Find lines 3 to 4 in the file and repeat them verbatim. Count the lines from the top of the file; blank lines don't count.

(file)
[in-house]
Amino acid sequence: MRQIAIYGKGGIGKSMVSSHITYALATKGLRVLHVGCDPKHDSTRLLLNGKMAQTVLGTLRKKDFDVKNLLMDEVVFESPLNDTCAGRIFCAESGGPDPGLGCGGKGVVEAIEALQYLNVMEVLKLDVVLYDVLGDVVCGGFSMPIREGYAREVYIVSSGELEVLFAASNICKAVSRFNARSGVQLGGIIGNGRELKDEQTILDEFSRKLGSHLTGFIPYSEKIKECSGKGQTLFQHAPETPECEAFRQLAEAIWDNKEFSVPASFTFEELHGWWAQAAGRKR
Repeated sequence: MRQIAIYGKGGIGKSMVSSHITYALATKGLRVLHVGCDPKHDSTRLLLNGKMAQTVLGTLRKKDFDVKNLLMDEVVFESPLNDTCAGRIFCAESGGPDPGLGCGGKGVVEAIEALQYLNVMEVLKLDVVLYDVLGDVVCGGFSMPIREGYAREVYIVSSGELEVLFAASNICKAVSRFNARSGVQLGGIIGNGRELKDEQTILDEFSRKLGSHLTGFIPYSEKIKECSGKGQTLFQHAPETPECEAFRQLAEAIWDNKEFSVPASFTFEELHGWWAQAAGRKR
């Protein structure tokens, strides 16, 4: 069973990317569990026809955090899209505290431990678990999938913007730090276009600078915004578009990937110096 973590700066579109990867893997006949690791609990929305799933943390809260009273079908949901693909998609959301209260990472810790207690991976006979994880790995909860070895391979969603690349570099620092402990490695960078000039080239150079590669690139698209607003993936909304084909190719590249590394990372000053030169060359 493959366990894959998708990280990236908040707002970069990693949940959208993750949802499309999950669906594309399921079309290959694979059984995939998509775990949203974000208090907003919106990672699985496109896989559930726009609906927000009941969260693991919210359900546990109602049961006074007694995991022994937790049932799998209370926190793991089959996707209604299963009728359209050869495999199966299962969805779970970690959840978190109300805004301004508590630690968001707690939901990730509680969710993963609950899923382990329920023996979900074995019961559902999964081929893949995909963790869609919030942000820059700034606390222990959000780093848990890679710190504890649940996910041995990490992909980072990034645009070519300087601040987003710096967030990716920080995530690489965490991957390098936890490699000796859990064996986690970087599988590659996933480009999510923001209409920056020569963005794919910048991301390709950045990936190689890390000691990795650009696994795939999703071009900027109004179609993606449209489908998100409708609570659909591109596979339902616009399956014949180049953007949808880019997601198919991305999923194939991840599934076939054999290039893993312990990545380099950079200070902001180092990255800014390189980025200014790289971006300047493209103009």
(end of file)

Repeated sequence: MRQIAIYGKGGIGKSMVSSHITYALATKGLRVLHVGCDPKHDSTRLLLNGKMAQTVLGTLRKKDFDVKNLLMDEVVFESPLNDTCAGRIFCAESGGPDPGLGCGGKGVVEAIEALQYLNVMEVLKLDVVLYDVLGDVVCGGFSMPIREGYAREVYIVSSGELEVLFAASNICKAVSRFNARSGVQLGGIIGNGRELKDEQTILDEFSRKLGSHLTGFIPYSEKIKECSGKGQTLFQHAPETPECEAFRQLAEAIWDNKEFSVPASFTFEELHGWWAQAAGRKR
């Protein structure tokens, strides 16, 4: 069973990317569990026809955090899209505290431990678990999938913007730090276009600078915004578009990937110096 973590700066579109990867893997006949690791609990929305799933943390809260009273079908949901693909998609959301209260990472810790207690991976006979994880790995909860070895391979969603690349570099620092402990490695960078000039080239150079590669690139698209607003993936909304084909190719590249590394990372000053030169060359 493959366990894959998708990280990236908040707002970069990693949940959208993750949802499309999950669906594309399921079309290959694979059984995939998509775990949203974000208090907003919106990672699985496109896989559930726009609906927000009941969260693991919210359900546990109602049961006074007694995991022994937790049932799998209370926190793991089959996707209604299963009728359209050869495999199966299962969805779970970690959840978190109300805004301004508590630690968001707690939901990730509680969710993963609950899923382990329920023996979900074995019961559902999964081929893949995909963790869609919030942000820059700034606390222990959000780093848990890679710190504890649940996910041995990490992909980072990034645009070519300087601040987003710096967030990716920080995530690489965490991957390098936890490699000796859990064996986690970087599988590659996933480009999510923001209409920056020569963005794919910048991301390709950045990936190689890390000691990795650009696994795939999703071009900027109004179609993606449209489908998100409708609570659909591109596979339902616009399956014949180049953007949808880019997601198919991305999923194939991840599934076939054999290039893993312990990545380099950079200070902001180092990255800014390189980025200014790289971006300047493209103009």